Yerba Buena Gardens | Case Study
San Francisco | California
In 1985, the site of Yerba Buena Gardens was a parking lot in a derelict neighborhood—the unsightly welcome mat to Moscone Convention Center’s original building in downtown San Francisco. The work of the San Francisco Redevelopment Agency transformed the area and is considered a model for improving urban areas. A focal point of this strategy included creating Yerba Buena Gardens, which opened in 1993. Today, Yerba Buena Gardens is centerpiece of the City’s cultural, convention and visitor district, surrounded by world-renowned museums, hotels, educational institutions and shopping. Senior housing coexists with work/live lofts and luxury high-rise residences in a multicultural neighborhood. Yerba Buena also is home to the highest number of children of any neighborhood in the City. There are three major components to more than 12 acres in the Gardens. One is a five-acre area with a landscaped lawn, public art, the Dr. Martin Luther King Jr. Memorial and fountain, and the Yerba Buena Center for the Arts performance building. Food, dining and entertainment opportunities include Metreon, Samovar Tea Lounge and other cafes. The second area to the east is across a four-lane boulevard and it includes a five-acre children’s garden and play circle adjacent to the Children’s Museum, ice skating rink, bowling center, and historic carousel. The third area to the west, across Mission Street, features the Contemporary Jewish Museum, restaurants and shopping at Jessie Square and Yerba Buena Lane.
- Create a new management structure and qualified provider to manage, operate and staff Yerba Buena Gardens on behalf of local government agencies.
- Transform a derelict area in to a safe, comfortable and active focal point that connects a diversity of organizations interests and neighborhoods.
- Establish a sense of community among diverse audiences: seniors, disabled communities, international and local visitors, conventioneers, and children and teens.
- Integrate diverse and overlapping needs of City departments, nonprofits, educational and cultural institutions, hospitality and convention businesses, and local businesses.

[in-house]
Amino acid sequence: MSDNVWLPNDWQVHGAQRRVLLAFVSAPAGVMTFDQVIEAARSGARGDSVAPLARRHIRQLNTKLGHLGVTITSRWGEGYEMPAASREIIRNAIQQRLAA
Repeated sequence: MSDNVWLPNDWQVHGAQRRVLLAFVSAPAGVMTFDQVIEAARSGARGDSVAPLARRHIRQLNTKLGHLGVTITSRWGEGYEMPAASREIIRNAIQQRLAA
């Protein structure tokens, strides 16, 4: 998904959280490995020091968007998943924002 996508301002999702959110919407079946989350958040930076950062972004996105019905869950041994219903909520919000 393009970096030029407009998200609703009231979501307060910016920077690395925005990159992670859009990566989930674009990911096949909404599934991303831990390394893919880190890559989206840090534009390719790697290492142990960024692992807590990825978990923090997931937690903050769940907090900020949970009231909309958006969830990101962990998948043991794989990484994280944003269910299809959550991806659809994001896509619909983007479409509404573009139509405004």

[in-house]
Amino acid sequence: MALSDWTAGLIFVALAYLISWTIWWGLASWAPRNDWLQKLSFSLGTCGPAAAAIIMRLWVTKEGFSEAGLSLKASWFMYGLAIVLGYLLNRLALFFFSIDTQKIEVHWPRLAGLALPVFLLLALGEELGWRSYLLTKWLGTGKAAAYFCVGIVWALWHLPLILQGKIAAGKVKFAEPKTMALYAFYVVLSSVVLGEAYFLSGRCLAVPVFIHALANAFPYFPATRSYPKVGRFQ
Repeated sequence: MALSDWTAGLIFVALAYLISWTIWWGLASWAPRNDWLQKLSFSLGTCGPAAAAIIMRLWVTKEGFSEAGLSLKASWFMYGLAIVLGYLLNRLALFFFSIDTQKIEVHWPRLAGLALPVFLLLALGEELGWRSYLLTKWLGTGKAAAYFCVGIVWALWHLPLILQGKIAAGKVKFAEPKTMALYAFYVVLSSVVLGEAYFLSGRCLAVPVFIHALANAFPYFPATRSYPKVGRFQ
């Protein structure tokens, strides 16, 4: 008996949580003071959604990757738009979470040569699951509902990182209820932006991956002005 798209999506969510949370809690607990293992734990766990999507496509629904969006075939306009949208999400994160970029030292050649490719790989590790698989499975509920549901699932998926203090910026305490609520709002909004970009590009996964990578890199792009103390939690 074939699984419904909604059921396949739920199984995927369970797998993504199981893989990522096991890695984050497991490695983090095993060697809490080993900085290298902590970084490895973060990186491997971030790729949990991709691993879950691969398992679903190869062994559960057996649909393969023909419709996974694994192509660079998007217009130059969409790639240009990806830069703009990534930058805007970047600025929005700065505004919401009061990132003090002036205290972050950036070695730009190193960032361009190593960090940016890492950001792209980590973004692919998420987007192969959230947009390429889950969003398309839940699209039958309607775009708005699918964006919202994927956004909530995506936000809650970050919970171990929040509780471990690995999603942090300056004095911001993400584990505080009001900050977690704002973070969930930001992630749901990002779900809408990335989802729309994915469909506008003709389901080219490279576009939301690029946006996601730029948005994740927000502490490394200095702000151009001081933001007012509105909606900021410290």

- Comprehensive property management on behalf of the San Francisco Redevelopment Agency, and now the City Office of Community Investment and Infrastructure | OCII.
- Asset manager for the Gardens, including cafes, bowling and ice-skating centers, Children’s Creativity Museum and Yerba Buena Center for the Arts | YBCA.
- Short and long-term strategic planning for effective site management and maintenance, including work with all tenants on site improvements.
- Placemaking development, including event management, security, maintenance, and site support, done in coordination with area stakeholders such as Moscone Convention Center, San Francisco Police Department, SFMOMA, Metreon and Yerba Buena Gardens Festival (which programs more than 100 free events each year) and others.
- Revenue collection, reporting and analytics, including use of Asset Management Software provides scheduling and costs for capital improvement projects.
- Management and implementation of capital improvement projects.
- Established the Yerba Buena Gardens Festival to draw a critical mass of people to the area. Created the Garden Guides Program to serve urban youth and engage them in fair play.
- Trained staff to assist international and non-English speaking residents and visitors. Trained staff to work with artistic, festival, community and commercial users on event logistics with multiple city agencies.
- Created structures that integrate and coordinate the needs of overlapping organizations. For example, we established a community-based Yerba Buena Security Council to work directly with law enforcement. We also launched and maintain training programs for security staff who serve as ambassadors to the public, enforce City park code, assist with traffic and crowd control, and oversee a closed-circuit TV system and radio dispatch center.
- Established policies and programs for the long-term care and health of the Gardens.
- Implemented a zero pesticide and toxic free policy and comprehensive recycling program. There are also dedicated gardening, maintenance and clean teams to maintain its beauty and integrity and to service hardscape areas such as public restrooms.
- YBG is now the centerpiece of the City’s cultural, convention and visitor district.
- Yerba Buena Gardens is considered a model for improving urban areas—a new and thriving Yerba Buena neighborhood blossomed after it was built.
- YBG connects a diversity of interests and neighborhoods in a safe, comfortable and active public space—and as the backyard for a diverse multi-cultural neighborhood.
- Yerba Buena Gardens Festival attracts over 120,000 people annually with hundreds of world-class performing artists.
- Established a community-based Yerba Buena Security Council to work directly with law enforcement.
- Implemented a zero pesticide and toxic free policy and comprehensive recycling program.